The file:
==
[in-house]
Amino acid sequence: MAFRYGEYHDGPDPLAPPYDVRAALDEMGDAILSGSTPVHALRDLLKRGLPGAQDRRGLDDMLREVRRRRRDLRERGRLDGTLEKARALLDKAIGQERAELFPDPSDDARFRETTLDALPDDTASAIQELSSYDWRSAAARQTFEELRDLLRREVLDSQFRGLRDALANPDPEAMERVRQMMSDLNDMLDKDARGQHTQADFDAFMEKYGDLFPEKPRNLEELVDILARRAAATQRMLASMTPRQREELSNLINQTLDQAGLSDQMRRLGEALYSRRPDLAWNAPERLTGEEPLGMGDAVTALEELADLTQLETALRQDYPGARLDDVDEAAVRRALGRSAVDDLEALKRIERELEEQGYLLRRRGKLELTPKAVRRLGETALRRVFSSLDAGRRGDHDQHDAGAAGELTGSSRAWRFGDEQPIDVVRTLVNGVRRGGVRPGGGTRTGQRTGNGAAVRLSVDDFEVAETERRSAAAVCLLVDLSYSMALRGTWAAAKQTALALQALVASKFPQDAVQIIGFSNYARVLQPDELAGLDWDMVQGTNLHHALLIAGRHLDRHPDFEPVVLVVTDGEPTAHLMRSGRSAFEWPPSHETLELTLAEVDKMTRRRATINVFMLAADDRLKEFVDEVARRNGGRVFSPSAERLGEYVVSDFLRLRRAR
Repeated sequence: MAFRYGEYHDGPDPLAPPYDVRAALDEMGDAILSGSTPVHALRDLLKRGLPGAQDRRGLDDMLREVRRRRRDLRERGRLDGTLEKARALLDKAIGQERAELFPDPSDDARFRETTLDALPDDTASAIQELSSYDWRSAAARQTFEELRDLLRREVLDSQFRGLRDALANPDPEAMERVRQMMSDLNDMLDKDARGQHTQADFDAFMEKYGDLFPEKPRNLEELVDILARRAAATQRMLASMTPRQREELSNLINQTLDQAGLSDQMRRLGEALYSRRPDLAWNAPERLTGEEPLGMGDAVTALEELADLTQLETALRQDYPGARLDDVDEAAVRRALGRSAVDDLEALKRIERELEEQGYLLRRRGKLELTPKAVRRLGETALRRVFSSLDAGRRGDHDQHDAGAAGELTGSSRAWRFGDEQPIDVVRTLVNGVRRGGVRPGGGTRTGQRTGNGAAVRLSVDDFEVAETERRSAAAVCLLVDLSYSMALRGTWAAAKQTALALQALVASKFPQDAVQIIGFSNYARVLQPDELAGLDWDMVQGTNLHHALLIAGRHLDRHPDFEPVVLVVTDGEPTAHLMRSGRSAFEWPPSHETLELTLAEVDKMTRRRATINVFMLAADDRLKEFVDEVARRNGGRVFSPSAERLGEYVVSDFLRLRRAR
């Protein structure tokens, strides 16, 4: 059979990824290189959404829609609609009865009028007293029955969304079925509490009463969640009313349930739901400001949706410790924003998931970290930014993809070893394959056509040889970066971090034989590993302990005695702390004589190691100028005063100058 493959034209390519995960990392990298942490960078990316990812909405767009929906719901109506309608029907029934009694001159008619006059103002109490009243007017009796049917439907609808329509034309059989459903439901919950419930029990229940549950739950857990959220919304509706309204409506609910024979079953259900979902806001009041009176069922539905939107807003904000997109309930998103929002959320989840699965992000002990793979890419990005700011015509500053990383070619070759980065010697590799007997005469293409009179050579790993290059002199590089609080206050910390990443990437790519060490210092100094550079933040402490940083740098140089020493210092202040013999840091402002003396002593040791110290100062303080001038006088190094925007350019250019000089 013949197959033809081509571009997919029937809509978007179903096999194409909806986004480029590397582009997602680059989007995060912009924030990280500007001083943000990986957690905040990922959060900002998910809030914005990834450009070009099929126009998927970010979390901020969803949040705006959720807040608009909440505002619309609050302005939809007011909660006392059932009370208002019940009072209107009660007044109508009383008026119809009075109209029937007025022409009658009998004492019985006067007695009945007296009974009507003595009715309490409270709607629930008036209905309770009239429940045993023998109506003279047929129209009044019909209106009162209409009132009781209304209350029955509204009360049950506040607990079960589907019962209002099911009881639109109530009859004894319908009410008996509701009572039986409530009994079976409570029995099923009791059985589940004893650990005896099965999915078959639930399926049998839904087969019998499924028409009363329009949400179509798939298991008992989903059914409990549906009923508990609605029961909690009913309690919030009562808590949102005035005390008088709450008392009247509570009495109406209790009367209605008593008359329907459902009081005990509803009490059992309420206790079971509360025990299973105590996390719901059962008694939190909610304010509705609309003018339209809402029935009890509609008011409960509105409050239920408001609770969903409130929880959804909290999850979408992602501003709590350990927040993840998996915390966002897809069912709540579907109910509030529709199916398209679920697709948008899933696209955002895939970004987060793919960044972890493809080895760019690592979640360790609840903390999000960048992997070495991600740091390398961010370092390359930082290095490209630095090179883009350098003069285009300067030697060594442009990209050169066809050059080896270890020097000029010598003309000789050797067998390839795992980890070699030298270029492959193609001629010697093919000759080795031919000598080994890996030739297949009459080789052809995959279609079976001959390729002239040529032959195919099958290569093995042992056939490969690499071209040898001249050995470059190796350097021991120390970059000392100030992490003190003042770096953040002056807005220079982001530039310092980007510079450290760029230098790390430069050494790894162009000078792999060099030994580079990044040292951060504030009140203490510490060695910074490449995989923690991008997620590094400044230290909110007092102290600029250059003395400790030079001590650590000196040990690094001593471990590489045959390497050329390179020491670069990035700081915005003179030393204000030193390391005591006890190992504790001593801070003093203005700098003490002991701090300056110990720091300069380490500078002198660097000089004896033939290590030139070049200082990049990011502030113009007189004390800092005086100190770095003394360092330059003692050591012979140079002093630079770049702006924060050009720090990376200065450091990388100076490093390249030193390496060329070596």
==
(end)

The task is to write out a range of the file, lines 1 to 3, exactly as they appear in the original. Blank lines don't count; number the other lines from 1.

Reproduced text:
[in-house]
Amino acid sequence: MAFRYGEYHDGPDPLAPPYDVRAALDEMGDAILSGSTPVHALRDLLKRGLPGAQDRRGLDDMLREVRRRRRDLRERGRLDGTLEKARALLDKAIGQERAELFPDPSDDARFRETTLDALPDDTASAIQELSSYDWRSAAARQTFEELRDLLRREVLDSQFRGLRDALANPDPEAMERVRQMMSDLNDMLDKDARGQHTQADFDAFMEKYGDLFPEKPRNLEELVDILARRAAATQRMLASMTPRQREELSNLINQTLDQAGLSDQMRRLGEALYSRRPDLAWNAPERLTGEEPLGMGDAVTALEELADLTQLETALRQDYPGARLDDVDEAAVRRALGRSAVDDLEALKRIERELEEQGYLLRRRGKLELTPKAVRRLGETALRRVFSSLDAGRRGDHDQHDAGAAGELTGSSRAWRFGDEQPIDVVRTLVNGVRRGGVRPGGGTRTGQRTGNGAAVRLSVDDFEVAETERRSAAAVCLLVDLSYSMALRGTWAAAKQTALALQALVASKFPQDAVQIIGFSNYARVLQPDELAGLDWDMVQGTNLHHALLIAGRHLDRHPDFEPVVLVVTDGEPTAHLMRSGRSAFEWPPSHETLELTLAEVDKMTRRRATINVFMLAADDRLKEFVDEVARRNGGRVFSPSAERLGEYVVSDFLRLRRAR
Repeated sequence: MAFRYGEYHDGPDPLAPPYDVRAALDEMGDAILSGSTPVHALRDLLKRGLPGAQDRRGLDDMLREVRRRRRDLRERGRLDGTLEKARALLDKAIGQERAELFPDPSDDARFRETTLDALPDDTASAIQELSSYDWRSAAARQTFEELRDLLRREVLDSQFRGLRDALANPDPEAMERVRQMMSDLNDMLDKDARGQHTQADFDAFMEKYGDLFPEKPRNLEELVDILARRAAATQRMLASMTPRQREELSNLINQTLDQAGLSDQMRRLGEALYSRRPDLAWNAPERLTGEEPLGMGDAVTALEELADLTQLETALRQDYPGARLDDVDEAAVRRALGRSAVDDLEALKRIERELEEQGYLLRRRGKLELTPKAVRRLGETALRRVFSSLDAGRRGDHDQHDAGAAGELTGSSRAWRFGDEQPIDVVRTLVNGVRRGGVRPGGGTRTGQRTGNGAAVRLSVDDFEVAETERRSAAAVCLLVDLSYSMALRGTWAAAKQTALALQALVASKFPQDAVQIIGFSNYARVLQPDELAGLDWDMVQGTNLHHALLIAGRHLDRHPDFEPVVLVVTDGEPTAHLMRSGRSAFEWPPSHETLELTLAEVDKMTRRRATINVFMLAADDRLKEFVDEVARRNGGRVFSPSAERLGEYVVSDFLRLRRAR